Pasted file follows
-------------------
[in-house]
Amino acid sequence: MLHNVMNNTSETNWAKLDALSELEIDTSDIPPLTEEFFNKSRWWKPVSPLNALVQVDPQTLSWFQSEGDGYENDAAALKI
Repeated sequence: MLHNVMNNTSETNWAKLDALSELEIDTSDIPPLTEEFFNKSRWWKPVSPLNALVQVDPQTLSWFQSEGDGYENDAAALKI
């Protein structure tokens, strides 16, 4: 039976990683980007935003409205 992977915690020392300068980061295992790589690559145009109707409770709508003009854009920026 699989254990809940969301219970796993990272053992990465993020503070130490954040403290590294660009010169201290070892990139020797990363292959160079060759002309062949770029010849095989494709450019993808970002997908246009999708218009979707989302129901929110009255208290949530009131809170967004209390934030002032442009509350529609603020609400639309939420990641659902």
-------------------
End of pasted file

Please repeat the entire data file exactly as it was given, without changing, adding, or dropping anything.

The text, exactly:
[in-house]
Amino acid sequence: MLHNVMNNTSETNWAKLDALSELEIDTSDIPPLTEEFFNKSRWWKPVSPLNALVQVDPQTLSWFQSEGDGYENDAAALKI
Repeated sequence: MLHNVMNNTSETNWAKLDALSELEIDTSDIPPLTEEFFNKSRWWKPVSPLNALVQVDPQTLSWFQSEGDGYENDAAALKI
């Protein structure tokens, strides 16, 4: 039976990683980007935003409205 992977915690020392300068980061295992790589690559145009109707409770709508003009854009920026 699989254990809940969301219970796993990272053992990465993020503070130490954040403290590294660009010169201290070892990139020797990363292959160079060759002309062949770029010849095989494709450019993808970002997908246009999708218009979707989302129901929110009255208290949530009131809170967004209390934030002032442009509350529609603020609400639309939420990641659902």